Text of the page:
Edward "Allegheny" Johnson
was born in Virginia, April 16, 1816, graduated from West Point in 1838 and then
promoted second lieutenant of the Sixth U.S. Infantry. He served during
the operations against the Florida Indians from 1838 to 1841, and
subsequently was on duty in the southwest. During the war with Mexico he
rendered honorable service taking part in the siege of Vera Cruz in
March, 1847, the battle of Cerro Gordo, the skirmish at Amazogue and the
battle of Churubusco; earned the brevet of captain at Molino del Rey,
and was brevetted major for gallant and meritorious conduct at
Chapultepec. He also participated in the assault and capture of the
Mexican capital. Later, he served at military posts in Kansas, Dakota
and California. He was also for a time with the garrison at Fort
Columbus, N. Y. Early in 1861 he resigned his Federal rank of captain,
and was commissioned lieutenant-colonel, corps of infantry, C. S. A. As
colonel of the Twelfth Georgia infantry he was called to Virginia and
sent to the relief of Garnett, but was not able to reach that officer
before his death. Falling back he occupied Alleghany mountain, where he
became known as "Allegheny" Johnson. He earned this nickname by
stubbornly defending the mountain passes. Two Virginia regiments were
added to his command. In December he defeated an attack by
Milroy, his troops fighting splendidly under
his inspiring leadership, and he was at once promoted brigadier-general.
In May, 1862, with his command, the army of the Northwest, he defeated Milroy at McDowell. This battle was fought under his direction and by his own command, reinforced by Taliaferro. Stonewall Jackson commended his "skill, gallantry and presence of mind. " Near the close of the battle Johnson was severely wounded.
In February, 1863, he was promoted major-general, and at the reorganization following the death of Jackson he was put in command of a division of the Second corps of the army of Northern Virginia, under Lieutenant-General Ewell, comprising Steuart's, Nicholls', J. M. Jones' and the Stonewall brigades. Soon afterward he was conspicuous in his third defeat of Milroy. Deploying his division east of Winchester, he masked the operations of Early, and after that officer had captured the Federal works, he cut off the retreat of the enemy, inflicting great loss and demoralizing his forces. Then marching to Carlisle, Pa., he reached the battlefield of Gettysburg on the evening of the first day's fight. He was ordered to the attack upon Culp's hill on the second day and was successful in carrying the enemy's entrenchments, where the fight was renewed, and raged with great fierceness, on the morning of July 3d.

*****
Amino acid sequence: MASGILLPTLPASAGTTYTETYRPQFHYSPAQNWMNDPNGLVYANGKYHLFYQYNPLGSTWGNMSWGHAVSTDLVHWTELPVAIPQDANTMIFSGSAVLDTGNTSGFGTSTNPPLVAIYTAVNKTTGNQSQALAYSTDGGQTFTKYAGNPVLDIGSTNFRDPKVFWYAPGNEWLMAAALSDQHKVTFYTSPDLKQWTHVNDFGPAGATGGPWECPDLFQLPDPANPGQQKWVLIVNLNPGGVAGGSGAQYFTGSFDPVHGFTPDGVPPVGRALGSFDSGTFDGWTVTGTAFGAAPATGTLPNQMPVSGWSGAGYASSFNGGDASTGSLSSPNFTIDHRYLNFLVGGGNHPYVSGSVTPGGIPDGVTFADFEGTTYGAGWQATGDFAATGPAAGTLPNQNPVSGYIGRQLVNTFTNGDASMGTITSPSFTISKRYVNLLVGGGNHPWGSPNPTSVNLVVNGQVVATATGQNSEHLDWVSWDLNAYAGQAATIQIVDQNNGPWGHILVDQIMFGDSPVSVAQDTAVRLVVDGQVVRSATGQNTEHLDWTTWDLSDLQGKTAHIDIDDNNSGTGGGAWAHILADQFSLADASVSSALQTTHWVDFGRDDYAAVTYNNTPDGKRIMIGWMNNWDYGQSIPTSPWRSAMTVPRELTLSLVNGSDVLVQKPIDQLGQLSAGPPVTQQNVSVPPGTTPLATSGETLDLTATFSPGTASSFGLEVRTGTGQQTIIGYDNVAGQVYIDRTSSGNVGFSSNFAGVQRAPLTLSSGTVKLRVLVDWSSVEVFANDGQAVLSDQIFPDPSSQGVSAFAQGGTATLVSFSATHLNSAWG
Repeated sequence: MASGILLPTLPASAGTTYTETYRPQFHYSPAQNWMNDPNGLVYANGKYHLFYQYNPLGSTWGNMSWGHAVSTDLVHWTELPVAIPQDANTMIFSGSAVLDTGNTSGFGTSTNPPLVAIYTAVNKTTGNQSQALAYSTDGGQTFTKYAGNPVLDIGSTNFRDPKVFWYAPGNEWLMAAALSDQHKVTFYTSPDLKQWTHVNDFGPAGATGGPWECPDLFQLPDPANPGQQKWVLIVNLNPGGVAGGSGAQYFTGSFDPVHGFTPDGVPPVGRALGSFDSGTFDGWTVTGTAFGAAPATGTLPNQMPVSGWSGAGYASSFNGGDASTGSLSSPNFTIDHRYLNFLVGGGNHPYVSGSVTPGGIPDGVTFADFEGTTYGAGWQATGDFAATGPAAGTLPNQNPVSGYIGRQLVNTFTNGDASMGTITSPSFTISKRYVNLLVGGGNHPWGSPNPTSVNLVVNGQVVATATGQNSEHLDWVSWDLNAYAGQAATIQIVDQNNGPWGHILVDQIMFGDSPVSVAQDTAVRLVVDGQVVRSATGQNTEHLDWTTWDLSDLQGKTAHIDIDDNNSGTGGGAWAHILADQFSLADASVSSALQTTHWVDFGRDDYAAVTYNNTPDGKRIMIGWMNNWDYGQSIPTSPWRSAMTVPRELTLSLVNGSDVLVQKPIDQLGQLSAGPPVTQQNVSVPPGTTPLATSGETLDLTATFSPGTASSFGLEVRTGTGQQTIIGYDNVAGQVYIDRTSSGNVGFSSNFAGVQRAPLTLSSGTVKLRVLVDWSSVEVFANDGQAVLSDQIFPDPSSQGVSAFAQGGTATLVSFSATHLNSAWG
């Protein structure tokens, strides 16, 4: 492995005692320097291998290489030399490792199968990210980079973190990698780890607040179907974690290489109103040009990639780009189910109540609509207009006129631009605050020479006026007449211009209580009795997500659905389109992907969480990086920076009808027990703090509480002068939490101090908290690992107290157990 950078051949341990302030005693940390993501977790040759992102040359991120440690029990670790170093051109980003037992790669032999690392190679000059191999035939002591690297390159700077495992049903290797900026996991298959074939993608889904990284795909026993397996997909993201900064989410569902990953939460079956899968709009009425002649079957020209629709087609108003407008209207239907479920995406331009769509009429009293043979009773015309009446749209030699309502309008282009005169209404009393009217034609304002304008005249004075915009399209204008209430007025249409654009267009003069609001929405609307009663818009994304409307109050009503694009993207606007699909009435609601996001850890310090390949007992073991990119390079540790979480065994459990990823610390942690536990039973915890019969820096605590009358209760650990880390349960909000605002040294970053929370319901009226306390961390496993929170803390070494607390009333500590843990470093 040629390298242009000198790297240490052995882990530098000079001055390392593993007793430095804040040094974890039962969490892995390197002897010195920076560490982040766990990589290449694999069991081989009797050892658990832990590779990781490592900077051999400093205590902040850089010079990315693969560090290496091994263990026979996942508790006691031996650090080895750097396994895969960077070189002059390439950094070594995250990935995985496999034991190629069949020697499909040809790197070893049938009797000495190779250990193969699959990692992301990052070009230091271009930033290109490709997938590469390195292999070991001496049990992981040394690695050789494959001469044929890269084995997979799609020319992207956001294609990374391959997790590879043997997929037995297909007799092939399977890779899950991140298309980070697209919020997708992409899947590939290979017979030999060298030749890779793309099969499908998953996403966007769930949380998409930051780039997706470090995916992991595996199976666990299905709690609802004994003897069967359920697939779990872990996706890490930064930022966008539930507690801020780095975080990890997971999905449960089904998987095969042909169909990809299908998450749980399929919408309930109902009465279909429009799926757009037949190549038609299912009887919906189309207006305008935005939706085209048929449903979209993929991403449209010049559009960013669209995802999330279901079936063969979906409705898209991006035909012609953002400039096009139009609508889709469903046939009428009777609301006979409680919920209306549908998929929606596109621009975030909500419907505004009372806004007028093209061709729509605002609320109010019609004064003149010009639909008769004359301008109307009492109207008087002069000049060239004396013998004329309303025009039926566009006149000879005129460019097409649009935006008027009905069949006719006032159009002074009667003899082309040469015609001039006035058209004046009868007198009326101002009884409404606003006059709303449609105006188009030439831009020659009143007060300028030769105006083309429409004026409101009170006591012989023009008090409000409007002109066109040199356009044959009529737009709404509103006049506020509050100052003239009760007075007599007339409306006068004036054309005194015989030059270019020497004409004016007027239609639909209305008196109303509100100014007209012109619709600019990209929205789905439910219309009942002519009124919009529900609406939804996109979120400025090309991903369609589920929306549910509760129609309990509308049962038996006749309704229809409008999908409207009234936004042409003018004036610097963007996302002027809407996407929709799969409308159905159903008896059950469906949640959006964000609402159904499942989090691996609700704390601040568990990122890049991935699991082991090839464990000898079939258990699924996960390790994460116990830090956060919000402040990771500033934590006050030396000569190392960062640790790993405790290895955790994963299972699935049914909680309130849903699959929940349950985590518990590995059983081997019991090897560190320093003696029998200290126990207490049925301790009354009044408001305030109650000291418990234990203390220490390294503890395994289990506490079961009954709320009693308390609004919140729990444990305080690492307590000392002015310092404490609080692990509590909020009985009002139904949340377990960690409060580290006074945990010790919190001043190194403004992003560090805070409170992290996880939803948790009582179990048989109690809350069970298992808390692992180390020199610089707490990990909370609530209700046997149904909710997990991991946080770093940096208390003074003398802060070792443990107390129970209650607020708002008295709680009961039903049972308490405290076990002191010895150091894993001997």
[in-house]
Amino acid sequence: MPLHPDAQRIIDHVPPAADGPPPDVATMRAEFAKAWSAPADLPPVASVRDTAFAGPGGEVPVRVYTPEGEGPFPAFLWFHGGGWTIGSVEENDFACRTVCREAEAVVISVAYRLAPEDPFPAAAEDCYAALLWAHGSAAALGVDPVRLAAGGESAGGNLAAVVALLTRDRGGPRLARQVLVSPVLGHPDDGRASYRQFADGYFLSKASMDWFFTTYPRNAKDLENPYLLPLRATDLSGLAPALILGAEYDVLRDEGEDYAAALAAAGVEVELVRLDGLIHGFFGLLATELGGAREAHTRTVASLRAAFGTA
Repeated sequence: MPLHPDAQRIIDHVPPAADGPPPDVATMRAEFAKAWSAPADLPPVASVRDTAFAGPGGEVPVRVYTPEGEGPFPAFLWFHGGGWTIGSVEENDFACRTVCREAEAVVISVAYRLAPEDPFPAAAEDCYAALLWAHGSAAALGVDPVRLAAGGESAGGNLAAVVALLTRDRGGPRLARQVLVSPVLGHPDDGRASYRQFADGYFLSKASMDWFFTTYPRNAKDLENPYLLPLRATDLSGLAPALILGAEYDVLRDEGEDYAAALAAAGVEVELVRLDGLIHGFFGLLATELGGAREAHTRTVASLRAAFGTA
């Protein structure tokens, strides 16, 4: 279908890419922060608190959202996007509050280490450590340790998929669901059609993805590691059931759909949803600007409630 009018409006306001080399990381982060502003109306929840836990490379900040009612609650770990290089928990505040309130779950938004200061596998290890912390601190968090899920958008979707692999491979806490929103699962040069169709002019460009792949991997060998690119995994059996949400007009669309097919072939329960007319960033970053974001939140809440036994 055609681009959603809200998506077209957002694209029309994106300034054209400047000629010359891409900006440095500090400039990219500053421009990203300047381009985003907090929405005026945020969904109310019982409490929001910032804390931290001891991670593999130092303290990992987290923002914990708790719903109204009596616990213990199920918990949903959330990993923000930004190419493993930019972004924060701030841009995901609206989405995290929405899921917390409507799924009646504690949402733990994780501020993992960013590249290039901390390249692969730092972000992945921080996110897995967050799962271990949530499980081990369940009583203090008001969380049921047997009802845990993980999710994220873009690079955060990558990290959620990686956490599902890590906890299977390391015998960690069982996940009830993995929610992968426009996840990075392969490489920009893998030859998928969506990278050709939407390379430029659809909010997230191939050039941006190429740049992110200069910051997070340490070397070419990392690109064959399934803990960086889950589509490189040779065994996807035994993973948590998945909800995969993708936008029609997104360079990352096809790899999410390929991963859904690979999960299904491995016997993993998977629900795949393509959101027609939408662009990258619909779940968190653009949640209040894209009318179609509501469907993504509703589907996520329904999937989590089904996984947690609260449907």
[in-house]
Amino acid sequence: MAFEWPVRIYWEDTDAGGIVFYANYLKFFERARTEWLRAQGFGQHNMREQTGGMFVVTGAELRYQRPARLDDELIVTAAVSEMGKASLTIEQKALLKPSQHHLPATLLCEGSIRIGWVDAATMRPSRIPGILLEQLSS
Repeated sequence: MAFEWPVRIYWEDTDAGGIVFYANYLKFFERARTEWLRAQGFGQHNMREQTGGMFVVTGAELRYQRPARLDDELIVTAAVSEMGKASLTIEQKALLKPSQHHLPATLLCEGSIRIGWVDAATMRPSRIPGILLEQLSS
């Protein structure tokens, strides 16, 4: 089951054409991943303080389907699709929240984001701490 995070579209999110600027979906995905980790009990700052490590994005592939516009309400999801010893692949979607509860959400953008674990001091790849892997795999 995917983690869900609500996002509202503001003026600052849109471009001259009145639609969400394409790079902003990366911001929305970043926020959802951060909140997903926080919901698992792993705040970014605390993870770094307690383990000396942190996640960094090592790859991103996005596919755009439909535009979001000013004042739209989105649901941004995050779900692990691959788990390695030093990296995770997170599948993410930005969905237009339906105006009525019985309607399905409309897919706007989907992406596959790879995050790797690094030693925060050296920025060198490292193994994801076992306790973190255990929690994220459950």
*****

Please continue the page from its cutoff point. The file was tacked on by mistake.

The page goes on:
During the operations on the Rapidan in November, 1863, he fought successfully at Payne's farm. At the Wilderness, May 4, 1864, he took position on the Orange turnpike with his division and sustained the attack of Warren's corps, which opened the bloody fighting of that campaign. On the 12th of May, he held the "bloody angle" at Spotsylvania, and having been weakened by the withdrawal of artillery to meet an anticipated flank movement, was overwhelmed by a morning attack of Hancock's corps, in which- he and and some 2,500 of his men were captured. After his exchange he was assigned, September, 1864, to command of Anderson's division of the army of Tennessee. In the corps of Gen. S. D. Lee he took part in Hood's Tennessee campaign, commanding the advance and occupying Florence, Ala., October 30th. He led a desperate charge in the battle of Franklin, and fought at Nashville, December 15th and 16th; on the latter day being captured, with a large part of his division, in the general defeat of Hood's army.
After the close of the war be retired to his farm in Chesterfield county, Va., and resided there until his death, February 22, 1873. "Allegheny", who never married, left behind little personal correspondence.